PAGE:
noun, plural per·i·stal·ses [per-uh-stawl-seez, -stal-]. /ˌpɛr əˈstɔl siz, -ˈstæl-/. Physiology.
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Origin of peristalsis
OTHER WORDS FROM peristalsishy·per·per·i·stal·sis, noun
Words nearby peristalsis
Example sentences from the Web for peristalsis
I believe you can imagine the result, elimination is prevented because of the stoppage of peristalsis.Highways in Hiding|George Oliver Smith
It increases intestinal peristalsis, acts as a mild laxative, and slightly stimulates secretion of bile.All About Coffee|William H. Ukers
For is it not indicative of peristalsis that always when the upper parts of the gullet contract the lower parts dilate?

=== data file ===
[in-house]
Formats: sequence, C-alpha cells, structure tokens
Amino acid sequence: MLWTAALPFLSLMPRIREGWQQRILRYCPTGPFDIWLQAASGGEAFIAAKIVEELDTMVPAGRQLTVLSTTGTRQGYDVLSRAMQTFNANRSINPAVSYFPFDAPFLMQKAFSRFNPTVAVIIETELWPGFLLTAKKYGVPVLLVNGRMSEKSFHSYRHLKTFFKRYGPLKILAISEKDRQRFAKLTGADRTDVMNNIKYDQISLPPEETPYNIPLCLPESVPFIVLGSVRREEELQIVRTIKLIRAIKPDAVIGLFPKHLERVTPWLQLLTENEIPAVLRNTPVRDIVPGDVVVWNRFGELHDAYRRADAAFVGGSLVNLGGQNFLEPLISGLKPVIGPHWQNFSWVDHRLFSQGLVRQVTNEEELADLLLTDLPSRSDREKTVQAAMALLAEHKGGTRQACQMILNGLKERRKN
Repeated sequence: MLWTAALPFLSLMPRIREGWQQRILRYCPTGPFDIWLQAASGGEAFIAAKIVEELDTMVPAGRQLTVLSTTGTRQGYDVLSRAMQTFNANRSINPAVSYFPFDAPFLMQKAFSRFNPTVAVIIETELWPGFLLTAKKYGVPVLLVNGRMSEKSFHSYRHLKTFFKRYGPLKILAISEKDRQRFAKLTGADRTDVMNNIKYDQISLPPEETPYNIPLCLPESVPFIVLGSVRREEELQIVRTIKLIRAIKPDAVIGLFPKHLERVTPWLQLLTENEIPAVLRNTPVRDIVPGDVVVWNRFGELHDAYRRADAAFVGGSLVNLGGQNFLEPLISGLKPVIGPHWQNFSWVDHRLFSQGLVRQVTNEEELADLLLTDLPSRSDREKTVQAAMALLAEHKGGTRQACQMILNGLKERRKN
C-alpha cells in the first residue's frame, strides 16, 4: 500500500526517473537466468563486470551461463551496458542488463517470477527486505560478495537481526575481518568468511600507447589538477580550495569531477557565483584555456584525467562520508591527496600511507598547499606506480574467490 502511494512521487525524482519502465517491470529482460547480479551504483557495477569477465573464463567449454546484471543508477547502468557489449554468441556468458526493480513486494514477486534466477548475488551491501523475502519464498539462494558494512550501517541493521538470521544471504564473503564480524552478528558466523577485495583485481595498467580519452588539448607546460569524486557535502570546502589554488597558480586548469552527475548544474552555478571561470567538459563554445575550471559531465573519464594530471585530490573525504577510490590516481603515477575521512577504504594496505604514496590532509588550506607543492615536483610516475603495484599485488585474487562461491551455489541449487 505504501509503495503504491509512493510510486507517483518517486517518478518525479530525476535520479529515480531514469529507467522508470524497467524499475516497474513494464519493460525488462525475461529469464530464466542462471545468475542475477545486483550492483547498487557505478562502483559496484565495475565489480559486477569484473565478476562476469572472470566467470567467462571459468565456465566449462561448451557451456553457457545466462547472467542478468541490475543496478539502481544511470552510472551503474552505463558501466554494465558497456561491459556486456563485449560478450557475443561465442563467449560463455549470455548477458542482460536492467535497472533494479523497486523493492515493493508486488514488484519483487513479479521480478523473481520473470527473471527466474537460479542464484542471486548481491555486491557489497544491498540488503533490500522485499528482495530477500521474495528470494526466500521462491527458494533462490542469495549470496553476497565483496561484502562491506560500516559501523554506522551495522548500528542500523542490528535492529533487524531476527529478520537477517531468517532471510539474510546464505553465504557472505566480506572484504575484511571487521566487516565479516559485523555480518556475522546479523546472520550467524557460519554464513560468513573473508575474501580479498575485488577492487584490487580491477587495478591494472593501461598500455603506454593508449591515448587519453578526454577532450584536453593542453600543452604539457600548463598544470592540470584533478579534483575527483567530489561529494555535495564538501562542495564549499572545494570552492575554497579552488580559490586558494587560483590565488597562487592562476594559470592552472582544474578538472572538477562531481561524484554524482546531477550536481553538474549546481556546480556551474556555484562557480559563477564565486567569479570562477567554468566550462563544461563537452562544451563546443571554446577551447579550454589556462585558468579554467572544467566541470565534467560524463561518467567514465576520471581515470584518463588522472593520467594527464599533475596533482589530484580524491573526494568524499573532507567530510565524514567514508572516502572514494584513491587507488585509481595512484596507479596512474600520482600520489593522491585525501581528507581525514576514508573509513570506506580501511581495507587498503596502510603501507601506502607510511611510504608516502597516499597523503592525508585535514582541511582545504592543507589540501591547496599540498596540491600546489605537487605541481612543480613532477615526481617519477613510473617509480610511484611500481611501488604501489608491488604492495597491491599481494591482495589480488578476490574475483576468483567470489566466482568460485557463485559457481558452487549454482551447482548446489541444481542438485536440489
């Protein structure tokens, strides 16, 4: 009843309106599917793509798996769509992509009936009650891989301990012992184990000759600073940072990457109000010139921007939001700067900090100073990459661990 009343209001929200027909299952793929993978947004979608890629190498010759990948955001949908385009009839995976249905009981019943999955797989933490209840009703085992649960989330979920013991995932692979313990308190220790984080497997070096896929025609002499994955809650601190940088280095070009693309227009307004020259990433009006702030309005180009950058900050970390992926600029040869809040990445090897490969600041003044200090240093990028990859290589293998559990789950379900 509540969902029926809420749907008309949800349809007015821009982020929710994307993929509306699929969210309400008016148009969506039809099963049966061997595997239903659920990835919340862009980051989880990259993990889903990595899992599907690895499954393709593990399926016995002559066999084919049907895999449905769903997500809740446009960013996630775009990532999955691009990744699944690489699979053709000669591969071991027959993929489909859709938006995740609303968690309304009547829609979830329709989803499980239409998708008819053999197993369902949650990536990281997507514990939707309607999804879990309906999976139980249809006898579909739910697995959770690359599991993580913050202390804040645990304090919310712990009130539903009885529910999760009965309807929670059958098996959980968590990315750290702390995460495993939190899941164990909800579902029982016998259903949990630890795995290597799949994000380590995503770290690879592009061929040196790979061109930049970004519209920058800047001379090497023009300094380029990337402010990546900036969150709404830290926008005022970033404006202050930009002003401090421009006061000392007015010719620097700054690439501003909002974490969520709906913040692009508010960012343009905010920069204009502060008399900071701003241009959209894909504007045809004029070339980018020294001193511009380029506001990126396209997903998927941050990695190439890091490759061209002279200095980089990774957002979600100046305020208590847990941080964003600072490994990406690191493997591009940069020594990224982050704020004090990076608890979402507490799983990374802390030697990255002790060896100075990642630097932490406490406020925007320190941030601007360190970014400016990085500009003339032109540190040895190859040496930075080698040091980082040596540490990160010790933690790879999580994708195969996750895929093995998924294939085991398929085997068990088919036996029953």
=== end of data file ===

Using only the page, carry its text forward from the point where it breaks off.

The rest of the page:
In its modern significance, peristalsis, however, also includes the movements of longitudinal fibres.
I have as much attitude toward it as I do toward osmosis or toward peristalsis.Card Trick|Walter Bupp AKA Randall Garrett
British Dictionary definitions for peristalsis
noun plural -ses (-siːz)
Derived forms of peristalsisperistaltic, adjectiveperistaltically, adverb
Word Origin for peristalsis
Medical definitions for peristalsis
n. pl. per•i•stal•ses (-sēz)
Other words from peristalsisper′i•stal′tic (-stôl′tĭk, -stăl′-) adj.
Scientific definitions for peristalsis
Cultural definitions for peristalsis
The wavelike, involuntary muscular contractions that move food through the digestive system.